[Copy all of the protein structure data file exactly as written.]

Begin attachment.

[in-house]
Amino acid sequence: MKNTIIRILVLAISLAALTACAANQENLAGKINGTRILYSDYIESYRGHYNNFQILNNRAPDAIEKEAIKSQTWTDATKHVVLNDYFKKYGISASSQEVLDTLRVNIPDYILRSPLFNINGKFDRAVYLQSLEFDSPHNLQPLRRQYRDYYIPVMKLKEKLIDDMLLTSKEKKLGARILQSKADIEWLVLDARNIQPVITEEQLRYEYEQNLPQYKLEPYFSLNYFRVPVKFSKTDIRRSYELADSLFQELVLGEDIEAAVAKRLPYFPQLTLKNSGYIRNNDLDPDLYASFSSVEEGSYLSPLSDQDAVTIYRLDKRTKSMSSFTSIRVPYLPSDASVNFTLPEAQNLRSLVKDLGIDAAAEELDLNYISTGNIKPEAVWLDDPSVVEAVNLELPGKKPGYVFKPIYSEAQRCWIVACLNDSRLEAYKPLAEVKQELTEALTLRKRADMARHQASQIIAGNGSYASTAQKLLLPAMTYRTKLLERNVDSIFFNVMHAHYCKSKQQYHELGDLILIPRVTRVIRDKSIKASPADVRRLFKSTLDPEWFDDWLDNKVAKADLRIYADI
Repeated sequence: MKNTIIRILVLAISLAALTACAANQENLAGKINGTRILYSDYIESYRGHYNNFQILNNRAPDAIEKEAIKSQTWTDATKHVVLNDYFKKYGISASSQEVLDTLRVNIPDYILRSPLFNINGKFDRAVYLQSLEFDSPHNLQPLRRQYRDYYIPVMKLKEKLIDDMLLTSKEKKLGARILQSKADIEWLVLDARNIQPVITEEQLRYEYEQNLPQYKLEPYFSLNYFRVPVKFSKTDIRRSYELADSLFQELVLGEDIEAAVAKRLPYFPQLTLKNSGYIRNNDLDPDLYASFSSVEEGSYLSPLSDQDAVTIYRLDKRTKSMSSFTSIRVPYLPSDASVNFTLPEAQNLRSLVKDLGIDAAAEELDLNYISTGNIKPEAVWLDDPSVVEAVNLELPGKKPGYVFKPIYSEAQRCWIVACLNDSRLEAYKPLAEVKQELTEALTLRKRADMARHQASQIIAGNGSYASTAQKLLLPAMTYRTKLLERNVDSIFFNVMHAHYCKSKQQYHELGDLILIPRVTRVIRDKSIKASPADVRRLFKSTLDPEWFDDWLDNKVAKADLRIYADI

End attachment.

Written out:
[in-house]
Amino acid sequence: MKNTIIRILVLAISLAALTACAANQENLAGKINGTRILYSDYIESYRGHYNNFQILNNRAPDAIEKEAIKSQTWTDATKHVVLNDYFKKYGISASSQEVLDTLRVNIPDYILRSPLFNINGKFDRAVYLQSLEFDSPHNLQPLRRQYRDYYIPVMKLKEKLIDDMLLTSKEKKLGARILQSKADIEWLVLDARNIQPVITEEQLRYEYEQNLPQYKLEPYFSLNYFRVPVKFSKTDIRRSYELADSLFQELVLGEDIEAAVAKRLPYFPQLTLKNSGYIRNNDLDPDLYASFSSVEEGSYLSPLSDQDAVTIYRLDKRTKSMSSFTSIRVPYLPSDASVNFTLPEAQNLRSLVKDLGIDAAAEELDLNYISTGNIKPEAVWLDDPSVVEAVNLELPGKKPGYVFKPIYSEAQRCWIVACLNDSRLEAYKPLAEVKQELTEALTLRKRADMARHQASQIIAGNGSYASTAQKLLLPAMTYRTKLLERNVDSIFFNVMHAHYCKSKQQYHELGDLILIPRVTRVIRDKSIKASPADVRRLFKSTLDPEWFDDWLDNKVAKADLRIYADI
Repeated sequence: MKNTIIRILVLAISLAALTACAANQENLAGKINGTRILYSDYIESYRGHYNNFQILNNRAPDAIEKEAIKSQTWTDATKHVVLNDYFKKYGISASSQEVLDTLRVNIPDYILRSPLFNINGKFDRAVYLQSLEFDSPHNLQPLRRQYRDYYIPVMKLKEKLIDDMLLTSKEKKLGARILQSKADIEWLVLDARNIQPVITEEQLRYEYEQNLPQYKLEPYFSLNYFRVPVKFSKTDIRRSYELADSLFQELVLGEDIEAAVAKRLPYFPQLTLKNSGYIRNNDLDPDLYASFSSVEEGSYLSPLSDQDAVTIYRLDKRTKSMSSFTSIRVPYLPSDASVNFTLPEAQNLRSLVKDLGIDAAAEELDLNYISTGNIKPEAVWLDDPSVVEAVNLELPGKKPGYVFKPIYSEAQRCWIVACLNDSRLEAYKPLAEVKQELTEALTLRKRADMARHQASQIIAGNGSYASTAQKLLLPAMTYRTKLLERNVDSIFFNVMHAHYCKSKQQYHELGDLILIPRVTRVIRDKSIKASPADVRRLFKSTLDPEWFDDWLDNKVAKADLRIYADI